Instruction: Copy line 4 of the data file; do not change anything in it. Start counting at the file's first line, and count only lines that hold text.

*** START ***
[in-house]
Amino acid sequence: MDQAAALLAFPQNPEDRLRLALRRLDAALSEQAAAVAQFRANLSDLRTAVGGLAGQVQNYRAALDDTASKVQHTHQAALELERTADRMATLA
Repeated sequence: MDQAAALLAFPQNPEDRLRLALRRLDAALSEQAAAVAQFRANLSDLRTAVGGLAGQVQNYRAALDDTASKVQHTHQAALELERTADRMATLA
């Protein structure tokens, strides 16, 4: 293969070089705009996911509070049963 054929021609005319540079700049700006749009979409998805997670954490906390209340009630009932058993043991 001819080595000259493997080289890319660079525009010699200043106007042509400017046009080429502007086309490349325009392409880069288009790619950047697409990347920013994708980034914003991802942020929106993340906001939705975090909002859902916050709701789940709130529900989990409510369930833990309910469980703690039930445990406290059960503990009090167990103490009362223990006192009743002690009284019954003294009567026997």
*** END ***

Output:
């Protein structure tokens, strides 16, 4: 293969070089705009996911509070049963 054929021609005319540079700049700006749009979409998805997670954490906390209340009630009932058993043991 001819080595000259493997080289890319660079525009010699200043106007042509400017046009080429502007086309490349325009392409880069288009790619950047697409990347920013994708980034914003991802942020929106993340906001939705975090909002859902916050709701789940709130529900989990409510369930833990309910469980703690039930445990406290059960503990009090167990103490009362223990006192009743002690009284019954003294009567026997």